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What options do divorcing Colorado couples have?

Similar to each Colorado marriage, every divorce case is unique. Those who are thinking about obtaining a divorce have a number of options from which to choose. Generally speaking, there are four ways couples can approach their split, including: do-It-yourself, working through the courts, mediation and collaborative divorce.

A do-it-yourself divorce often is counterproductive, because divorce is quite often a complex process. Usually, there are any number of important financial and legal issues to confront. Because of the potential problems that can arise in the short and long-term, many observers consider this option to be somewhat high risk. This is particularly true if children or a significant amount of assets are involved.

Mediation, another option, involves working with a neutral party in order to create a mutual agreement between both parties that covers all facets of a divorce. The primary focus is to negotiate an agreement. Moreover, the mediator cannot take sides and both parties typically consult their own counsel throughout the process and before authorizing the final divorce settlement.

Similar in fashion to mediation, collaborative divorce is when a couple agrees to work together to reach a divorce agreement without court proceedings. The goal here is cooperation, even though both sides still have their own counsel. Independent financial professionals and advocates for any children are meant to provide objective and impartial advice to forge an agreement that is in the best interests of all parties involved.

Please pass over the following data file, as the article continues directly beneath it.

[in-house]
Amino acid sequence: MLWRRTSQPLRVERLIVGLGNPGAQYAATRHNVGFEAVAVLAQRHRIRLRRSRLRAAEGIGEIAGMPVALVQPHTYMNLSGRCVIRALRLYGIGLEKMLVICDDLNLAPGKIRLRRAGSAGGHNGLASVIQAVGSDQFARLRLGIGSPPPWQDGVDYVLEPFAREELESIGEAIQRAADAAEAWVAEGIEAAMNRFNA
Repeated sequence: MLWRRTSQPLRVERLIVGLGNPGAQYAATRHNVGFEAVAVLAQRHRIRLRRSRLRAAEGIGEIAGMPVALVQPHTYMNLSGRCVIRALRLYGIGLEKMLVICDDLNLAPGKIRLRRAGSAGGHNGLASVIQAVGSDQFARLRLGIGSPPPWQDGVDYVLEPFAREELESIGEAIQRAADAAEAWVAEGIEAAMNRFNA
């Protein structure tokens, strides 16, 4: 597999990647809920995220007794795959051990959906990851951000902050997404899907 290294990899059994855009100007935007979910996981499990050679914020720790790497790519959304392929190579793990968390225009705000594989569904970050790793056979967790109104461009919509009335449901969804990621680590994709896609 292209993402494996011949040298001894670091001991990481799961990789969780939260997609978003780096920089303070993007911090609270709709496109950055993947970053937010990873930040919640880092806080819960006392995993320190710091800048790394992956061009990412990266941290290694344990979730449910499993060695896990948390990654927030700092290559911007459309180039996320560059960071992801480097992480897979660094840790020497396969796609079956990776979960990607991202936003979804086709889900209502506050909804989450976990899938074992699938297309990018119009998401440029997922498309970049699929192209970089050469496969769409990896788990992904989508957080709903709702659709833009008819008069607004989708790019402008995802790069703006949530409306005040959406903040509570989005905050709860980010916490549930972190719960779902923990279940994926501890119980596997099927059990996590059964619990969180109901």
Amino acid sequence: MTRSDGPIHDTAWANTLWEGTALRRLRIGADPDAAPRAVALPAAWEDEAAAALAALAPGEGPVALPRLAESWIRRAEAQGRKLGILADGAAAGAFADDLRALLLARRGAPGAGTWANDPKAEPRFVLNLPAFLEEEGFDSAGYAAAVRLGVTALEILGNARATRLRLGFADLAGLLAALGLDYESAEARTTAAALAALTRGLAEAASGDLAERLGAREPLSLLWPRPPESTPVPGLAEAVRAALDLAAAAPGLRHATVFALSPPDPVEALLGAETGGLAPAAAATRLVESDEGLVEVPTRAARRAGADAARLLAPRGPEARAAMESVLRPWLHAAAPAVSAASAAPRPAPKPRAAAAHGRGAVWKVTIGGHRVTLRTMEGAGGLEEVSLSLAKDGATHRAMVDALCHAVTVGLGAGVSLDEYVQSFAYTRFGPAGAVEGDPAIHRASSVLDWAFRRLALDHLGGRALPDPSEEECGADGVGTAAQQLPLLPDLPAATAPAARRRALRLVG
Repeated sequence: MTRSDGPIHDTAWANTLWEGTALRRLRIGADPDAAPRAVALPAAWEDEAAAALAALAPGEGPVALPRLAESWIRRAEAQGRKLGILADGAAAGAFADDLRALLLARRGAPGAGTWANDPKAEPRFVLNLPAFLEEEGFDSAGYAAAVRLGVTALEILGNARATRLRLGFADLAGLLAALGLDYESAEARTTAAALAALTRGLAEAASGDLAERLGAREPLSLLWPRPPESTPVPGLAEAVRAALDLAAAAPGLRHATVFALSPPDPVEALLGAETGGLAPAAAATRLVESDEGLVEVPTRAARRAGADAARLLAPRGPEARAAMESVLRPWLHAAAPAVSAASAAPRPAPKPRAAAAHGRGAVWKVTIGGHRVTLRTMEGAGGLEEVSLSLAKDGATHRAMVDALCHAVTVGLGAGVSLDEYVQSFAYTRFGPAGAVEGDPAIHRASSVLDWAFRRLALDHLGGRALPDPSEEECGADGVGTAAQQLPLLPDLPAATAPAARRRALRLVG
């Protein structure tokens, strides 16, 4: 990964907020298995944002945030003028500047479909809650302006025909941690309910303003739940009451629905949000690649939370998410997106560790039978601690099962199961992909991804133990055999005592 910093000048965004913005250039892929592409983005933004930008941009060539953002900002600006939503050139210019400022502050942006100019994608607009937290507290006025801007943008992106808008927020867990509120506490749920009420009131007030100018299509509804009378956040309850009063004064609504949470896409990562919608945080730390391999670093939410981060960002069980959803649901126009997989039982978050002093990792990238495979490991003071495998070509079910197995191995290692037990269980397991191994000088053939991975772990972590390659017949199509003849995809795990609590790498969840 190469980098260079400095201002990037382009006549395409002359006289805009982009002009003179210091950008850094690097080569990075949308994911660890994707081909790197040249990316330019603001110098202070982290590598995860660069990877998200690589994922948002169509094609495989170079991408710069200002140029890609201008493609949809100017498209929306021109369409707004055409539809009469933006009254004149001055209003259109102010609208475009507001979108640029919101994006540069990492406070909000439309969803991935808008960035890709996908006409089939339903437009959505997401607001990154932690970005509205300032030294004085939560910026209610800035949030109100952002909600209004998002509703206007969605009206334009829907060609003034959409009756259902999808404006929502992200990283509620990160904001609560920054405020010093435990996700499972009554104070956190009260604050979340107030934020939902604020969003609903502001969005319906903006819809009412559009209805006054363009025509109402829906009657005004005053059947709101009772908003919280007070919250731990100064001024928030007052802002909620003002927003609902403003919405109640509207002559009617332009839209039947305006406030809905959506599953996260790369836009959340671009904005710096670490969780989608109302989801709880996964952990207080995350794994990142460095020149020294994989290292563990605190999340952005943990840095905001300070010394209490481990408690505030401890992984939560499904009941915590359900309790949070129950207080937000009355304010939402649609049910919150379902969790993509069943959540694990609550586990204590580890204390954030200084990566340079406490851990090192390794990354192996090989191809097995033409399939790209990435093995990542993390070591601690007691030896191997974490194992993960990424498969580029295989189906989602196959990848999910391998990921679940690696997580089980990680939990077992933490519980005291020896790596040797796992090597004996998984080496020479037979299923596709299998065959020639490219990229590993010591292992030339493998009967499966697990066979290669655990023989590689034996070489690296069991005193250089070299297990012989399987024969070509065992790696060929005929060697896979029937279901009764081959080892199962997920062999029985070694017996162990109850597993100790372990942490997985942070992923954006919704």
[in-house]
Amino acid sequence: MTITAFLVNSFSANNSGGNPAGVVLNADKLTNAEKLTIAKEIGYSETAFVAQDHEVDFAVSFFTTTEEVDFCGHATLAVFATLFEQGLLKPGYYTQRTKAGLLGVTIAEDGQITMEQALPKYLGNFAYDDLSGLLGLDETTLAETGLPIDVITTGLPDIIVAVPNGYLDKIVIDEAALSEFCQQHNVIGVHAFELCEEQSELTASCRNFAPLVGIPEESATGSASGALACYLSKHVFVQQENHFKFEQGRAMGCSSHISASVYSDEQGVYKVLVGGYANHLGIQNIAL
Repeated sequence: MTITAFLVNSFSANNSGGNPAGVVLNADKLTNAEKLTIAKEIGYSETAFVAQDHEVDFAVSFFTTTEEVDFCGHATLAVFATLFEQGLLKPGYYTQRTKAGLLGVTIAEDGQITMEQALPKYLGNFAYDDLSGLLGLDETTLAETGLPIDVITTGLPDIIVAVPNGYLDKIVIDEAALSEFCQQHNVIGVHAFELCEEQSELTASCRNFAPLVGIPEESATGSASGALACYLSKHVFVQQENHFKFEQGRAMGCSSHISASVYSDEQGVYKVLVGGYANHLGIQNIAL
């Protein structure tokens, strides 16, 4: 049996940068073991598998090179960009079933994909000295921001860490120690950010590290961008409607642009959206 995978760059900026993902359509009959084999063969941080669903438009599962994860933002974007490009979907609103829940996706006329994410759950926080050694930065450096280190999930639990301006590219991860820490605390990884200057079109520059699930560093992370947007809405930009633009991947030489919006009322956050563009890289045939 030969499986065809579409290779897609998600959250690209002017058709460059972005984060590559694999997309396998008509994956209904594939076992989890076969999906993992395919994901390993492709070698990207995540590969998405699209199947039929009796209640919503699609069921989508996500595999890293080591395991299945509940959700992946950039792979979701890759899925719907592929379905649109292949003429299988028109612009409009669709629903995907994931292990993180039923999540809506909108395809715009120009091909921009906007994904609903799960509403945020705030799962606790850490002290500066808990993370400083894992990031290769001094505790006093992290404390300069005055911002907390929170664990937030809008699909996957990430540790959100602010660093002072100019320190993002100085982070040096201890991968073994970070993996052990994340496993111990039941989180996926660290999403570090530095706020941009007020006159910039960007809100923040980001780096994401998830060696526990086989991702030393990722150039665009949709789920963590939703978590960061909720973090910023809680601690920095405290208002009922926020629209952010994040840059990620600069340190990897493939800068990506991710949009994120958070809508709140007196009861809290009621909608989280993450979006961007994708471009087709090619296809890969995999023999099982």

Litigated divorce, or "traditional" divorce, remains the most frequent utilized option. This does not necessarily mean that going to court is a necessity, since the great majority of couples come to an out-of-court settlement, even in a litigated divorce. Such a situation does not mesh with mediation or collaborative divorce because both those methods are based on the full cooperation of both parties and willing disclosure of monetary information whereas a litigated divorce typically involves asking a court to intervene when the parties cannot agree.

Whatever method is chosen, divorce still carries an assortment of emotions and difficult decisions. Perhaps the best approach is to try and maintain an open and honest line of communication between spouses, as they both strive to reach an equitable settlement. While this is not always possible without court intervention, the more questions that can be resolved amicably may result in a smoother process and fewer problems once the divorce is final.

Source: Forbes, "The Four Divorce Alternatives," Jeff Landers, April 24, 2012

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